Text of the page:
A weighty set of supporting characters in Galina, Sam, Absalom, Herod, and Breyton keep us engaged and hooked to the story unfolding on the pages. Gertrude is a flawed character with a heart, and that makes her all the more interesting. Plenty of action, drama, and love to get us to turn the pages. Writing a satisfactory ending in a tale like this is not trivial, and the author pulls it off.
Recommend: For readers of political intrigues, historical fiction, and lovers of the game of thrones.
Anne Lamott welcomes you into her life and bares her mind to you in this book. This is no easy task for most of us. It is almost like shedding one’s clothes and allowing the world to see you vulnerable.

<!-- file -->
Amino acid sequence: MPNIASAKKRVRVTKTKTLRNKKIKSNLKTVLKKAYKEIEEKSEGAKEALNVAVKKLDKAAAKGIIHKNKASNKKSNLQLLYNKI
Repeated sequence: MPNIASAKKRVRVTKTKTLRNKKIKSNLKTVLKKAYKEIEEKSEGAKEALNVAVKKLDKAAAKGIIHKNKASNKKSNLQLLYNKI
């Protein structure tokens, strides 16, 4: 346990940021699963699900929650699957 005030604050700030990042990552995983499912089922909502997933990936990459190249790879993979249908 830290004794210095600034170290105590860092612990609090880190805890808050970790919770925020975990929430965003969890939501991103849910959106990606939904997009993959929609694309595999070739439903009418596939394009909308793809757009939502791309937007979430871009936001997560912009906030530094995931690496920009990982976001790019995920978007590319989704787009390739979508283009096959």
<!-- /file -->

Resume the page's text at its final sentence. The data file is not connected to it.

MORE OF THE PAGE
Anne shows a budding writer how to do this with humor and self-deprecation. There is nothing earth-shattering revealed in this book about writing. Most of the advice offered here would be familiar to any aspiring writer or an experienced writer wanting to improve their craft.
Still, I found it useful to read this book, if only to know my struggles as a writer are not unique to me.
Recommend: For aspiring and experienced writers who want to hone their craft.
Inspired by a true story, this book takes the reader through world war Italy. A young girl struggles between her love for a man and her duty to her family. This is my kind of story already.
Nina falls in love with Pietro, and her love is rewarded when he comes back from America to marry her. She remains in Fonzaso after her nuptials while her husband returns to the mines in America. The long-distance romance between husband and wife sustained through letters seem surreal in this age of near-instant communication worldwide. Against the backdrop of Mussolini’s rule and world war, we walk alongside Nina as she comes of age.